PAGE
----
May 28, 2003

The Best and The Brightest

It is no secret that I am a fan of President Bush. After a brief flirtation with Rep. Kasich in the early primaries, I signed on with “W,” saw him at a rally in Denver, gave his campaign a little dough, and tried to swing a vote or two his way. There were no recounts required in Colorado – I must’ve done my part.

I’ve had differences with him. President Clinton probably has the better record to date as a free trader (boy does it hurt to say that). Aside from a few issues, though, I have been on board with most administration policy, either that its outcome was desirable (tax cuts) or that it was politically expedient to achieve a higher goal (the Bush-Kennedy Education Boondoggle and Taxpayer Destruction Act of 2001). Karl Rove wants me to put the steel and softwood tariffs in the latter camp, and I am feeling charitable: why not.

But my real satisfaction with Bush-fils is the soi-disant “CEO Presidency.” That got some media buzz before 9/11 and like much media buzz, went away on 9/12 (Happy Birthday, Sis!) I contend, however, that the advantages of the CEO Presidency showed up then and continue to this day.

I have never been Vice President Gore’s biggest fan but I was surprised to hear people who voted for him -- or tried to and actually voted for Pat Buchanan -- surprised to hear them say that they were glad Bush was in charge. I disagree with VP Gore on policy but he is a bright and patriotic man and I have no empirical proof that he, too, would not have risen to the occasion.

What I said at the time and believe today is that Gore would have likely made political appointments. I think, being partisan, that the Democrats have a history or patronage and Tammany Hall-ism worse than the GOP, and that President Bush is on the bottom of the scale for Republicans.

We could therefore turn, in a crisis, to grownups like Secretary Powell, Secretary Rumsfeld, VP Cheney, and others who got their job, CEO style, because they were thought to be the best. President Clinton’s cabinet was more political and I fear a Gore cabinet would have been worse. No proof, but I’d like to hear from people from either party who would disagree.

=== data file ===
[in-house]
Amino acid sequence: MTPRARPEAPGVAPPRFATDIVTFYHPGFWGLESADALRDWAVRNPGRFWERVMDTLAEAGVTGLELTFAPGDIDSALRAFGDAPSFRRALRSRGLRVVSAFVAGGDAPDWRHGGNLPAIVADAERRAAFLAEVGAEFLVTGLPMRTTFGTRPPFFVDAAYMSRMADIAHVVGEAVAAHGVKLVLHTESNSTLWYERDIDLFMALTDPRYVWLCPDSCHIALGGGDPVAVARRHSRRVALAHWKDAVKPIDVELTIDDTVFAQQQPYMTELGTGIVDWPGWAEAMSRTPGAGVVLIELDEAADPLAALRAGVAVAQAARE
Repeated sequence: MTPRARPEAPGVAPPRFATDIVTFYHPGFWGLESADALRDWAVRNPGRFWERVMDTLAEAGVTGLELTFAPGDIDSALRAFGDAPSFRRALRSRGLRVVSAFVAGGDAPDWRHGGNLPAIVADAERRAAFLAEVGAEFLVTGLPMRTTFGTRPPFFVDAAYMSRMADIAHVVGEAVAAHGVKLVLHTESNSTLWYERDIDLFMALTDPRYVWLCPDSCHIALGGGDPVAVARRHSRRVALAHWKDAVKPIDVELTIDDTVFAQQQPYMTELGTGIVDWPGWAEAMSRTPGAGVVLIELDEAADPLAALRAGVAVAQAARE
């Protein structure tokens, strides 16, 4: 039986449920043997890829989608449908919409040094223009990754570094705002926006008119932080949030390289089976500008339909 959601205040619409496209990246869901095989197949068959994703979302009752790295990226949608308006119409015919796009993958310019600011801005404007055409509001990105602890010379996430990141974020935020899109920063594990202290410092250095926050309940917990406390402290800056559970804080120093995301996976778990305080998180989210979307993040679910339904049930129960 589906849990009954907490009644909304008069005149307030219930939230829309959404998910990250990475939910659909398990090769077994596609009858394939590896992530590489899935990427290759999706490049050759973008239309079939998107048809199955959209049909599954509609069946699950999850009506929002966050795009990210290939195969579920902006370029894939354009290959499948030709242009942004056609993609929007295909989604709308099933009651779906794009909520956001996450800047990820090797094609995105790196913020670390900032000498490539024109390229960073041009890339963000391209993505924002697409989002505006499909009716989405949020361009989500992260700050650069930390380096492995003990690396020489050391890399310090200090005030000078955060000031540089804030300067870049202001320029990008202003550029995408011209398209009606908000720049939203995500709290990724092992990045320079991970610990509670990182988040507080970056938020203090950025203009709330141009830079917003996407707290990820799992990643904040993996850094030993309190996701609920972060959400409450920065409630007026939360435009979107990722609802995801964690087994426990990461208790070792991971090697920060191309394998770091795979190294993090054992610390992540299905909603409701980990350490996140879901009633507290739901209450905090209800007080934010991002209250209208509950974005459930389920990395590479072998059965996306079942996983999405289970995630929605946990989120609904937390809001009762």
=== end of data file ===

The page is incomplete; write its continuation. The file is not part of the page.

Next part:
I think that Bush’s appointments have carried us through a couple of tough years and continue today. I have been incredibly impressed with two agency heads from less political departments: Michael Powell from the FCC and Dr. Mark McClellan as the U.S. Food and Drug Administration commissioner. Both these men have appeared on CNBC’s Kudlow & Cramer (the best show on TV) and have caused me to rethink my animus toward the public sector.

In short, these are about the brightest guys I have ever seen. I have zero doubt that they could make two magnitudes more money in the private sector. While I am out of character gushing over “some government bureaucrat,” both of these people impressed me greatly.

Chairman Powell is Colin Powell’s son. As much as I respect Dad, Michael’s policy and beliefs comport better with mine, and he clearly is the better for spending fewer years with the striped-pants crowd at the State Department. He is pushing to bring FCC Regulations into the 21st Century. Regulations on ownership that were crafted when America got its news from Eric Sevareid can be relaxed now that many get news from Andrew Sullivan. Chairman Powell understands the effect of cable TV and Internet information sources and he believes in the free market enough to fight for a more modern approach.

His opposition is laughable. They contend that Rupert Murdoch will run everything if those nasty Republicans get their way. I look at the combined audience of the NY Times, ABC, NBC, CNN, and NPR and have little fear that conservative voices will take over. If these regs were so swell, I want to know how the thought police took over so effectively. Really, even if Barbra Streisand, Michael Moore, and Al Franken decide to buy all the media there is, there will still be enough opportunities for other voices.

Last night, I saw Dr. McClellan. The dude is an M.D. and has a PhD. in Economics. He has taken on one of the most stifling, sclerotic, anti-competitive bureaucracies and is leading it the right way. His fast tracking of Cancer drugs will save tens of thousands of lives. His less-adversarial demeanor will bring back capital to the pharmaceutical sector, which will save millions. The Wall Street Journal has relentlessly attacked the FDA before his tenure, doing their best work around the Erbitux-ImClone-Waksal-and-Martha-Stewart imbroglio. But there’s a new sheriff in town.

What about Paul O’Neill? What about Harvey Pitt? His appointments have not been perfect. No, those two were not ideally suited to their jobs or their times. I would even throw in Christine Todd-Whitman at the EPA, even though I am a fan of hers. But these were all good, bright people. The President made competent picks, gave them all a good chance, and then in time replaced them. That’s what CEOs do.

Next week: Austrian Economics in The Fast Lane

Last week: Austrian Economics in The Drive Thru

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